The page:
Genetic and environmental influences
Twin and adoption studies suggest that a large component of the variation in IQ is due to genetic factors. Other evidence comes from gene mapping studies (e.g. Chorney et al, 1998) where individual genes associated with high IQ have been identified.
However... There is equally strong evidence for the ffects of nurture, for example the Flynn effect is the observation that IQs all over the world increased by as much as 20 points in 30 years (Flyn, 1987), which must be due to environmental enrichment. Furthermore, a recent study illistrated a gene-environment interaction. Turkheimer et al (2003) showed that the extent to which genetic factors mattered depended on the socioeconomic status of the children. In children from affluent families, about 60% of the variance in IQ scores, could be accounted for by genes, but for children from impoverished families, genes accounted for harly any of the variance.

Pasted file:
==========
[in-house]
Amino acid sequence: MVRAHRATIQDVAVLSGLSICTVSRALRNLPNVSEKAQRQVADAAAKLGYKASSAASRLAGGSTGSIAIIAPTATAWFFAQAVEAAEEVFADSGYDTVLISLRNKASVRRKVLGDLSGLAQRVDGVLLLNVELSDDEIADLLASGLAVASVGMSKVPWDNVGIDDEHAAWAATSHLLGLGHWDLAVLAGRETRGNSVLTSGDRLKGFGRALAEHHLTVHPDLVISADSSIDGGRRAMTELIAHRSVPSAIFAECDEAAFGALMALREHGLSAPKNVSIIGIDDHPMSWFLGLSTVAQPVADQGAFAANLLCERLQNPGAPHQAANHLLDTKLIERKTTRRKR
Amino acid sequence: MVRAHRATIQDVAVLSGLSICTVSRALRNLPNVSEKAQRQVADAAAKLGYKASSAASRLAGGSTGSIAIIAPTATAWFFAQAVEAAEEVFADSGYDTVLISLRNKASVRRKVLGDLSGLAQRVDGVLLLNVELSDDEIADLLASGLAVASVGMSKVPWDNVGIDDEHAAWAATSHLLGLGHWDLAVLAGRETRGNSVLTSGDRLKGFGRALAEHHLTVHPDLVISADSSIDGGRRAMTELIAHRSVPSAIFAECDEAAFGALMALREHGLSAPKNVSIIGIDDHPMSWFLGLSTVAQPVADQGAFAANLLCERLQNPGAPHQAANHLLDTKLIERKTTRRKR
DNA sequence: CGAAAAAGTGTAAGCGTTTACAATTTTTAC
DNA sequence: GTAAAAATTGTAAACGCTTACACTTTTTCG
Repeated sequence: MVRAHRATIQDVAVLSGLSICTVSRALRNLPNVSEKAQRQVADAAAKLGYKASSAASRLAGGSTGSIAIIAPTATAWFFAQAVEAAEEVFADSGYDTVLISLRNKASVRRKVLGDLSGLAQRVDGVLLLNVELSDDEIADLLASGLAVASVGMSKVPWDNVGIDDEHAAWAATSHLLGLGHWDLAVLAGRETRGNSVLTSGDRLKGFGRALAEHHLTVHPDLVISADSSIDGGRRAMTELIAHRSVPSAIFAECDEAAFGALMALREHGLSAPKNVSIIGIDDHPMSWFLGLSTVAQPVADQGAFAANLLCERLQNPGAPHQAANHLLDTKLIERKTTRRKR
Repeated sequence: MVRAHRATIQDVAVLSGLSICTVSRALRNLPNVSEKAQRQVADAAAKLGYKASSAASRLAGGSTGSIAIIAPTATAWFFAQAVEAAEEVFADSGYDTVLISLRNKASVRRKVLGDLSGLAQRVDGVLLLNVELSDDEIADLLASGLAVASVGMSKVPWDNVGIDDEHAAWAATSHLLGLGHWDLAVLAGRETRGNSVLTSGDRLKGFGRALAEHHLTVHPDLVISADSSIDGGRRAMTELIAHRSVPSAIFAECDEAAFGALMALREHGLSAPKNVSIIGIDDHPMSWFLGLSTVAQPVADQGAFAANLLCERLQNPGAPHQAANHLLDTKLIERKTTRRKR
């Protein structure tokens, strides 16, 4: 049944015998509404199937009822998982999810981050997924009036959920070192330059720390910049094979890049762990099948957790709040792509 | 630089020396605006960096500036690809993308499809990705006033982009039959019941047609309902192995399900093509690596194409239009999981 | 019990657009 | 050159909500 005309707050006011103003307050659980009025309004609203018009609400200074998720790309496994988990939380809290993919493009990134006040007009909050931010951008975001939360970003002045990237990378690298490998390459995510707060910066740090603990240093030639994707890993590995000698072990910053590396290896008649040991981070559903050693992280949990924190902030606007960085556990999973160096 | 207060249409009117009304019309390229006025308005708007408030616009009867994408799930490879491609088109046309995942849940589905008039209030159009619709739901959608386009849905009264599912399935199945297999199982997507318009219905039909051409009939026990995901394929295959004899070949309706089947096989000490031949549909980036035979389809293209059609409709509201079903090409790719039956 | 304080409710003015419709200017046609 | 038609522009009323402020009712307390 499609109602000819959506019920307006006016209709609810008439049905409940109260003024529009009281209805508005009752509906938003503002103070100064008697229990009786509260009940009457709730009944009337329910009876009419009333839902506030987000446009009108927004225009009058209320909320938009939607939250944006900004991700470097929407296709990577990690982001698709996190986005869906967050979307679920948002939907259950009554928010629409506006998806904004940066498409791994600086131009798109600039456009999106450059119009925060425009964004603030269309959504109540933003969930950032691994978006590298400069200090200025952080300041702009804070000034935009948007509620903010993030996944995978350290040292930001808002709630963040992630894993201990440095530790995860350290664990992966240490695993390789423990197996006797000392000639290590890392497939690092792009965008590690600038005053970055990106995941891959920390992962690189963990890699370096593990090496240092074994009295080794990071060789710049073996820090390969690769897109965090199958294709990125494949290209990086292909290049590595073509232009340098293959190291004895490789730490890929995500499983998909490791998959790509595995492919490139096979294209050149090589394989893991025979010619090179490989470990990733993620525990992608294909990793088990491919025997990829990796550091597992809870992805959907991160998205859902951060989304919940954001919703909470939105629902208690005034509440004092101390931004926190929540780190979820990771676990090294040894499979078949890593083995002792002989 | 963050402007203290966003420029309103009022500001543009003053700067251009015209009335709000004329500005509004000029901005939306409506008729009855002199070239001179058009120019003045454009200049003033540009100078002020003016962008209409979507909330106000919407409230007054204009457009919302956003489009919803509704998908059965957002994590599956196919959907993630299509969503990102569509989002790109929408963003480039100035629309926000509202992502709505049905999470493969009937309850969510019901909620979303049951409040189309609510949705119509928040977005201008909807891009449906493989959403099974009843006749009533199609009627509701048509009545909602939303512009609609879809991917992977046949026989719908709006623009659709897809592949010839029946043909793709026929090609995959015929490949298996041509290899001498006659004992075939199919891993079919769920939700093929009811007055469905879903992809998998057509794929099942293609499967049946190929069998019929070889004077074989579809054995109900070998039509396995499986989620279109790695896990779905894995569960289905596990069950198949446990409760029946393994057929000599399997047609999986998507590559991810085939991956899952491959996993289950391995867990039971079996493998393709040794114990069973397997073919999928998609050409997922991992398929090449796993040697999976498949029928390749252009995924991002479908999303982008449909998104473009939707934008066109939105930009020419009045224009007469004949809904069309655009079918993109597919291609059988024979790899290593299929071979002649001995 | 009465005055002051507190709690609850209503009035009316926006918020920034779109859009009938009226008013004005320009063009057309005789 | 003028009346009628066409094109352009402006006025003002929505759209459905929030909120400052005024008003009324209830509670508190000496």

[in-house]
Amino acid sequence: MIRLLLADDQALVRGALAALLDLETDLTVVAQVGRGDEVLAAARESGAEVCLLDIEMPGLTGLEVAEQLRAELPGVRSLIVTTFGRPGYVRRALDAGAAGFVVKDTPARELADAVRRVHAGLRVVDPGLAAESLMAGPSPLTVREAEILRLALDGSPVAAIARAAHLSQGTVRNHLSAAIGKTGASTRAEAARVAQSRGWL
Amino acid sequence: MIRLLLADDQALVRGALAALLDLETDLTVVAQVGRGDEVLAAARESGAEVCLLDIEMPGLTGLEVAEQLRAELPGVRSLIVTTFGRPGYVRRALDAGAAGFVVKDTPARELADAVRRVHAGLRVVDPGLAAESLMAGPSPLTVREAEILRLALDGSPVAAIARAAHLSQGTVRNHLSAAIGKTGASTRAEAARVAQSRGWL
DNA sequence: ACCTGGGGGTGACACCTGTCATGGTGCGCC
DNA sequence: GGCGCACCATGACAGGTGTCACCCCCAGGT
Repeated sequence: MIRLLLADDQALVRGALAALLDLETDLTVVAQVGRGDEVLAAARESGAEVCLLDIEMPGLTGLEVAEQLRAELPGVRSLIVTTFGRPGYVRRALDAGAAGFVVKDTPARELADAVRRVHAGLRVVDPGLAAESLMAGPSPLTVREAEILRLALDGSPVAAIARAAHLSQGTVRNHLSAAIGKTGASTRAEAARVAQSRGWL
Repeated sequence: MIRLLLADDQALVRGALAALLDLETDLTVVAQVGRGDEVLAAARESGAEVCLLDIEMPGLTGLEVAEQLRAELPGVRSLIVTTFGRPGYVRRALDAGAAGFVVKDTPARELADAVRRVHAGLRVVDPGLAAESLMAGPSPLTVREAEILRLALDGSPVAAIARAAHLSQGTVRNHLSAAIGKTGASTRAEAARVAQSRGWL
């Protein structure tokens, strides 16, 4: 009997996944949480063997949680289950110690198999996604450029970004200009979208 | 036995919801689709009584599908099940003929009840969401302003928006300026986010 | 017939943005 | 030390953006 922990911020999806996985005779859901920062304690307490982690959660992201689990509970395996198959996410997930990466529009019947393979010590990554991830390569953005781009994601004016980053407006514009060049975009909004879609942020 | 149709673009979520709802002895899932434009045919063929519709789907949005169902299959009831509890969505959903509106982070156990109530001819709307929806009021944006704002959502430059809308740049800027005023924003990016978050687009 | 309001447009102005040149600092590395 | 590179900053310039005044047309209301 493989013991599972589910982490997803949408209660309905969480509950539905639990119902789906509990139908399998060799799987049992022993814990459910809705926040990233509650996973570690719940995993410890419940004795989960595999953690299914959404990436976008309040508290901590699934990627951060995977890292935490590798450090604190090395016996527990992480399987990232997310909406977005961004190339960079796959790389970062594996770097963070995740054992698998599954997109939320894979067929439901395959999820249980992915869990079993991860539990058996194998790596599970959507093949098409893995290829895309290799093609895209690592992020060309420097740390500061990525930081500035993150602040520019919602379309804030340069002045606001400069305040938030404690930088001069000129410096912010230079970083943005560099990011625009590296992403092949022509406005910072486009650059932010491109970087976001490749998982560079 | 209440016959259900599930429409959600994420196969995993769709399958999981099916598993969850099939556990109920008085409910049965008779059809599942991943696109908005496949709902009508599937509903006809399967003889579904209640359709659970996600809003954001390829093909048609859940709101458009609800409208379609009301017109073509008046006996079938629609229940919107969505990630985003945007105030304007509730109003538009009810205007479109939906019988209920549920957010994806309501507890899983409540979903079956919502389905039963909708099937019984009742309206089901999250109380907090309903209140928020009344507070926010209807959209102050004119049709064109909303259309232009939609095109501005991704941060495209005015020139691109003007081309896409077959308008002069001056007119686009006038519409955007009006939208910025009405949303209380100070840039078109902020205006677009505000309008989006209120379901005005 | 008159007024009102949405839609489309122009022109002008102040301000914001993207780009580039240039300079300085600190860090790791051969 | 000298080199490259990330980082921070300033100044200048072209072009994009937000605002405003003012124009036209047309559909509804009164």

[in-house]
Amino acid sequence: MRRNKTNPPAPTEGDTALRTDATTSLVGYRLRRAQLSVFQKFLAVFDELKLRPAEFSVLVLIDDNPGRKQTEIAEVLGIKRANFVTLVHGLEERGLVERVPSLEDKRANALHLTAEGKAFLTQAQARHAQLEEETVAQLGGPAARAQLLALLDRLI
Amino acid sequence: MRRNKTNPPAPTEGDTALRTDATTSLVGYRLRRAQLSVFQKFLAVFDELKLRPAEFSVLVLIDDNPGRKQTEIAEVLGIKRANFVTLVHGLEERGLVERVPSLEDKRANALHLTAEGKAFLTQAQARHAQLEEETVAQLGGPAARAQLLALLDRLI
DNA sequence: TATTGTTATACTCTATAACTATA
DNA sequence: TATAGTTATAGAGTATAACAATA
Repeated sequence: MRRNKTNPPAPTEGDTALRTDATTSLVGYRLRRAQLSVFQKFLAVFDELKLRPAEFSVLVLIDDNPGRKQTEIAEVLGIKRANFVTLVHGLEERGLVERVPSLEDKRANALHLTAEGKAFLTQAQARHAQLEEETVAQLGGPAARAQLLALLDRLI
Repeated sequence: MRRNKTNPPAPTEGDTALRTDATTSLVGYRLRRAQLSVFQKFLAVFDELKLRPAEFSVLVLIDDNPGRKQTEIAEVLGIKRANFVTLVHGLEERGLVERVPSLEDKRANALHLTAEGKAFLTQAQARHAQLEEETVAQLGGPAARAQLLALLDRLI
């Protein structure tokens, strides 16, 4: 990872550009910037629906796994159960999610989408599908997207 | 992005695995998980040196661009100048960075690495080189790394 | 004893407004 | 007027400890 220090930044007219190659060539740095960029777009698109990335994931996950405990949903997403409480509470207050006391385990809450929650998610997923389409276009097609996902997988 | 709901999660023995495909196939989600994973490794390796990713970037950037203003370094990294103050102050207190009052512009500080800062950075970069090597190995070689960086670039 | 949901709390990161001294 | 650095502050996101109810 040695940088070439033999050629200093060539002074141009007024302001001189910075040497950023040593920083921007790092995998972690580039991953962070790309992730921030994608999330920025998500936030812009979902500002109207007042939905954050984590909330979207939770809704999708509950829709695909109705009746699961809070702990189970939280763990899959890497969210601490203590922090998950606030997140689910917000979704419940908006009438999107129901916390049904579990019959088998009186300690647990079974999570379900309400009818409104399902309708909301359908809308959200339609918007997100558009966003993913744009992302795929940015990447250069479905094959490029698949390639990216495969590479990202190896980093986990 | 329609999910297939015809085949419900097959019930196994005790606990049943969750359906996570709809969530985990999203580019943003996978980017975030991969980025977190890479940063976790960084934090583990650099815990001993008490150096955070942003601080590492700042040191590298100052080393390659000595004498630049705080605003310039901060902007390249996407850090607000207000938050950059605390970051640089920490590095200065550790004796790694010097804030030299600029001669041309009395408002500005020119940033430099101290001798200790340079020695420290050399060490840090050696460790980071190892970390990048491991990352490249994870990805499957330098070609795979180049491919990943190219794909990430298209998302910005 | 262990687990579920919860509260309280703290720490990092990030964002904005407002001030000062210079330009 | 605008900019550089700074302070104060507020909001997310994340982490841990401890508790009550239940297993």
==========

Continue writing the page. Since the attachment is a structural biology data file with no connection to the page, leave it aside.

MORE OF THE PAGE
Twin and adoption studies again show that the closer two individuals are genetically, the more likely that both of them will develop the same mental disorder. For example, the concordance rate for schizophrania is about 40% for MZ twins and 7% for DZ twins (who, on average, share 50% of their genes) (Jospeh, 2004).
However... There is clearly a significant environmental component. This is well described by the diathesis-stress model which represents both nature and nurture: individuals who have a genetic vulnerability (diathesis) for a particular disorder only develop it under certain conditions (stress). For example, Tienari et al (1994) found that adopted children who had schizophrenic biological parents were more likely to become ill themselves only if the adopted family was rated as disturbed. In other words, the illness…